Avast software has blocked more than 100,000 attacks by the ransomware strain this year, and recently shows the highest prevalence of it since January
This week the ransomware known as Troldesh, which made headlines early this year, spiked again in Russia, Mexico, and the U.S.
Avast software has blocked more than 100,000 attacks by the ransomware strain this year, and recently shows the highest prevalence of it since January.
Graph shows attacks of Troldesh blocked by Avast. Last spike on right is from June 24.
Troldesh (aka Shade) was spread by phishing emails last winter, and is reportedly now being spread via social networks and other messaging platforms, where posts point to malicious links.
Avast researcher Jakub Křoustek was able to track a spike Monday (June 24) predominantly in Russia and Mexico, but with smaller spikes in the U.K. and Germany.
“We see a spike in the number of its attacks that is probably more to do with Troldesh operators trying to push this strain harder and more effectively than any kind of significant code update,” Křoustek said. “Troldesh has been spreading in the wild for years with thousands of victims with ransomed files and it will probably stay prevalent for some time.”
Ransomware caused global disruption in 2017’s WannaCry outbreak. Last spring a ransomware attack locked up many of the files of the city of Baltimore, and other attacks hit Atlanta, San Antonio, and other cities. It is a type of malicious software (aka malware) that is designed to take your computer files – and sometimes even your entire computer – hostage.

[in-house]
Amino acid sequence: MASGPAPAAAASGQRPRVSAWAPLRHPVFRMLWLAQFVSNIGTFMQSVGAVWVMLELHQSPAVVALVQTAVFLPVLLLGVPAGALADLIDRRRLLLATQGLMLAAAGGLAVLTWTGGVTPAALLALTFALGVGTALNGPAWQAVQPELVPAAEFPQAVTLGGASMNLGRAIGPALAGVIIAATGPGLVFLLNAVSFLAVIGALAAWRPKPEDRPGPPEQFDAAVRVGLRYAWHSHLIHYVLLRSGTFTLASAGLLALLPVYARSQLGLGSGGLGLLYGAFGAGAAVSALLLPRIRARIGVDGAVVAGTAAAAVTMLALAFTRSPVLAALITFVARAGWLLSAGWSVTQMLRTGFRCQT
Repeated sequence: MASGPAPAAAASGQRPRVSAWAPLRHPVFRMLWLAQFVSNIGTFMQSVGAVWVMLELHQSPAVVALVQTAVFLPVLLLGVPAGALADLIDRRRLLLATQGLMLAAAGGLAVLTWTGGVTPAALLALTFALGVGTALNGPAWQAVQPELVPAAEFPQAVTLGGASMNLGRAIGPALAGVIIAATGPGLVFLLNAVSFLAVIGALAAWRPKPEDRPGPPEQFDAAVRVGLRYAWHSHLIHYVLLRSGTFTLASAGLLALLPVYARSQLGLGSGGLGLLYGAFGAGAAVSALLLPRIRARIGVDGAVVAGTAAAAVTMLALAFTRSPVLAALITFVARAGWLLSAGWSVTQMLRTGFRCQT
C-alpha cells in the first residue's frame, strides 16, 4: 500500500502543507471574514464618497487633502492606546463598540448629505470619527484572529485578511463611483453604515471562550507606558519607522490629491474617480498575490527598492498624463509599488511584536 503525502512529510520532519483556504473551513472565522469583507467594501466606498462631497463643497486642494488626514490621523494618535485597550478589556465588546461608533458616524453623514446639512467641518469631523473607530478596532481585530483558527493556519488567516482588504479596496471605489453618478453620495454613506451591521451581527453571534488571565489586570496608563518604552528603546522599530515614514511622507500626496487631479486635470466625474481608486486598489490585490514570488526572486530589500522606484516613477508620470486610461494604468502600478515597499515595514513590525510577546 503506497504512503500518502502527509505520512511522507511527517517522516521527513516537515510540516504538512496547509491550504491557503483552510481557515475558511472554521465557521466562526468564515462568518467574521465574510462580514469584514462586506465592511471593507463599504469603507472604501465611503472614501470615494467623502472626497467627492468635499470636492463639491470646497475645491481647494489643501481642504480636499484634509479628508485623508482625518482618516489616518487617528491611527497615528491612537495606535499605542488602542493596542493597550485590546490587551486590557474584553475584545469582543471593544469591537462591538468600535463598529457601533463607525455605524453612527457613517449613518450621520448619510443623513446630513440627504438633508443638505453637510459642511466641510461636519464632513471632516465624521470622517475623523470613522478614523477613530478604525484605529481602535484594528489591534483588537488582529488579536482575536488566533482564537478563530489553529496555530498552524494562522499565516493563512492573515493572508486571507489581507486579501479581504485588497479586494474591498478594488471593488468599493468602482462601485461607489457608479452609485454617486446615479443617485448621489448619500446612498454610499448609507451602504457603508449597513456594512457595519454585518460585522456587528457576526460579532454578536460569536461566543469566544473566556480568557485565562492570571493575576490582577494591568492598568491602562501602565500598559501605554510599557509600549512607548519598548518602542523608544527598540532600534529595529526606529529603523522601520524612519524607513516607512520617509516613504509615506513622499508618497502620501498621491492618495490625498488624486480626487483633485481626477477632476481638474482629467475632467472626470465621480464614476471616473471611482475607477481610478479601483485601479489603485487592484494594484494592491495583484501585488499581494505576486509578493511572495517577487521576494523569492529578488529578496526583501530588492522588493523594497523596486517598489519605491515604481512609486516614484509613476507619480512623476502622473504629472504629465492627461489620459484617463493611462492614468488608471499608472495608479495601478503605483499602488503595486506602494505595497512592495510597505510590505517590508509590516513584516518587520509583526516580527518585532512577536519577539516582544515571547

The malware encrypts your files so that they cannot be opened, or it locks you out of your computer completely to prevent access to all of those important photos, videos, accounting files, work documents, and other files. Many security experts advise against paying ransom to hackers because it empowers them, and encrypted files are often not released, anyway. Find out more about protecting yourself from ransomware here.
Avaddon ransomware group targeted Asia-based insurer AXA with DDoS attacks and ransomware just a week after the insurance company announced it was dropping support for ransomware payments in France.
Security experts analyze the newest ransomware threat that is currently locking up systems around the world.